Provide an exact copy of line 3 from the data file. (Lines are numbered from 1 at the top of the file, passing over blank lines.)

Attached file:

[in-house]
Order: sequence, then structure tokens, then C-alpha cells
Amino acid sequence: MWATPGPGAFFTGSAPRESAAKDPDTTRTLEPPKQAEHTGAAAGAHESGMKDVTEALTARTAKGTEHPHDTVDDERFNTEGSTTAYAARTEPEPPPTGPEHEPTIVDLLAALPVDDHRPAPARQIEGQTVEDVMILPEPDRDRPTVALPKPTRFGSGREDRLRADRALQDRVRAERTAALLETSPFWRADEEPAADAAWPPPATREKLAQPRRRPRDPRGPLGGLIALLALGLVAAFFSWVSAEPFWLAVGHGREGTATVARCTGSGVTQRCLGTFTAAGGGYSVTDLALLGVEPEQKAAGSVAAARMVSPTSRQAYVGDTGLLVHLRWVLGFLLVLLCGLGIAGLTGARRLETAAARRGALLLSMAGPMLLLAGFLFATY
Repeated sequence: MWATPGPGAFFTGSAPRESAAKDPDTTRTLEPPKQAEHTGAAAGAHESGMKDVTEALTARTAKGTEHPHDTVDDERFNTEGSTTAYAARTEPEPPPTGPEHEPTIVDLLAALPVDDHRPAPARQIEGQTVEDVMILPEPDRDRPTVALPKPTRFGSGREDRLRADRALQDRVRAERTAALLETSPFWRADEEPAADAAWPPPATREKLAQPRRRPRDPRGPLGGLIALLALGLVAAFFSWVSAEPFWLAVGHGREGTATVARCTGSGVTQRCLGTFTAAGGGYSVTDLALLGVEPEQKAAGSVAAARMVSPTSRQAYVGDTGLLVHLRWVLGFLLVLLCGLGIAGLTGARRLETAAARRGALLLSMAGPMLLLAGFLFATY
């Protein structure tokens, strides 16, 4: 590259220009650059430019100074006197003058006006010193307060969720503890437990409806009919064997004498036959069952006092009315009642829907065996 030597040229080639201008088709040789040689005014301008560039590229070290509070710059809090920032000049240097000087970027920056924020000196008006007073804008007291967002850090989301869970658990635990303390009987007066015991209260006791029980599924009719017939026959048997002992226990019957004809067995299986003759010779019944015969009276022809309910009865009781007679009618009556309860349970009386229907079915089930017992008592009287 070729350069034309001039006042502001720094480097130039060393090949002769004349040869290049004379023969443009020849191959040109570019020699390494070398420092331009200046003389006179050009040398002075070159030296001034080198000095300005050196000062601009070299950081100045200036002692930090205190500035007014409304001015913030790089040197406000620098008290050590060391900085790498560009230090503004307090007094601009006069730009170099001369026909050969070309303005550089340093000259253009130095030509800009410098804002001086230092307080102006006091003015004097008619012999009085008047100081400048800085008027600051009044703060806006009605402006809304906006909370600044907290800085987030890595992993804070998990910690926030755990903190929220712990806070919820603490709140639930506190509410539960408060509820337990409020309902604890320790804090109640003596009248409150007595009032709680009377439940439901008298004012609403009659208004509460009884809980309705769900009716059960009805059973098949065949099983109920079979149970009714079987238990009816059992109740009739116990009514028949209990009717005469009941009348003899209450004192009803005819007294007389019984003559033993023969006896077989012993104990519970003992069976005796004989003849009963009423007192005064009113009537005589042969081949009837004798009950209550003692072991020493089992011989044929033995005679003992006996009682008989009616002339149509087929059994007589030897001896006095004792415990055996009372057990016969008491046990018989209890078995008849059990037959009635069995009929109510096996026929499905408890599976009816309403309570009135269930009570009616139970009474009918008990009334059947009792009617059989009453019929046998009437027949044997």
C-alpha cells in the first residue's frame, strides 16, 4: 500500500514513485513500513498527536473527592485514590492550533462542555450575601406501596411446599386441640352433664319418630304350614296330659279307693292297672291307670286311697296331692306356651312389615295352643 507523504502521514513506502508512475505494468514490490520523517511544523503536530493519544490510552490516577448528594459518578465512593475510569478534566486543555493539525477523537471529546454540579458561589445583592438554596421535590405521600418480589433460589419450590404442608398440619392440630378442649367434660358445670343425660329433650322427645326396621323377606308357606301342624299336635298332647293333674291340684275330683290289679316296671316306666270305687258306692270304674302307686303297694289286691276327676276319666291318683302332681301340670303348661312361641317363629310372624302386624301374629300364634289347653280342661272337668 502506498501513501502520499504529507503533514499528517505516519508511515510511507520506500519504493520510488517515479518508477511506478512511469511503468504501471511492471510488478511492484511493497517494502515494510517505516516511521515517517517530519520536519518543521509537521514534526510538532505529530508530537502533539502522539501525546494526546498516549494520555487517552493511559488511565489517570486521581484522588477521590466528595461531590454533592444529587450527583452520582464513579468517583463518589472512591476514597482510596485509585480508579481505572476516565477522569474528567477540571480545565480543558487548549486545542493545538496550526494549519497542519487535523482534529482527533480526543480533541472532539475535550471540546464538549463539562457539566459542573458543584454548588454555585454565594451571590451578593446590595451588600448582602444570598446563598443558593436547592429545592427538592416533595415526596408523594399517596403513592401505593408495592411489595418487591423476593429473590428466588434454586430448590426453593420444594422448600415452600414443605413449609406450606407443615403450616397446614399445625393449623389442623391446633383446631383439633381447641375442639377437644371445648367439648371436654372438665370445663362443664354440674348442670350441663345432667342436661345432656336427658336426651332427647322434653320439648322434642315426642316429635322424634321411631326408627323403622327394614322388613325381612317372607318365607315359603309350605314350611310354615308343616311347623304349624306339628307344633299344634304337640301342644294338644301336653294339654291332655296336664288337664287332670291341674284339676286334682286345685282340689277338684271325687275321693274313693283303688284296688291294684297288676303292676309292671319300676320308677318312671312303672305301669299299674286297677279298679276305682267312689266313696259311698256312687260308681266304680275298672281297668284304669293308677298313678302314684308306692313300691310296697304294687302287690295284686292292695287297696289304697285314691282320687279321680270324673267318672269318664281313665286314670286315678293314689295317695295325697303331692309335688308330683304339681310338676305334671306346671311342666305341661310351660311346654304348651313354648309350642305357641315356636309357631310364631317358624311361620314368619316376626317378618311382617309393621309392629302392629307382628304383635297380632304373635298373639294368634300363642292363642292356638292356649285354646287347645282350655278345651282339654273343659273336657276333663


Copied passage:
Amino acid sequence: MWATPGPGAFFTGSAPRESAAKDPDTTRTLEPPKQAEHTGAAAGAHESGMKDVTEALTARTAKGTEHPHDTVDDERFNTEGSTTAYAARTEPEPPPTGPEHEPTIVDLLAALPVDDHRPAPARQIEGQTVEDVMILPEPDRDRPTVALPKPTRFGSGREDRLRADRALQDRVRAERTAALLETSPFWRADEEPAADAAWPPPATREKLAQPRRRPRDPRGPLGGLIALLALGLVAAFFSWVSAEPFWLAVGHGREGTATVARCTGSGVTQRCLGTFTAAGGGYSVTDLALLGVEPEQKAAGSVAAARMVSPTSRQAYVGDTGLLVHLRWVLGFLLVLLCGLGIAGLTGARRLETAAARRGALLLSMAGPMLLLAGFLFATY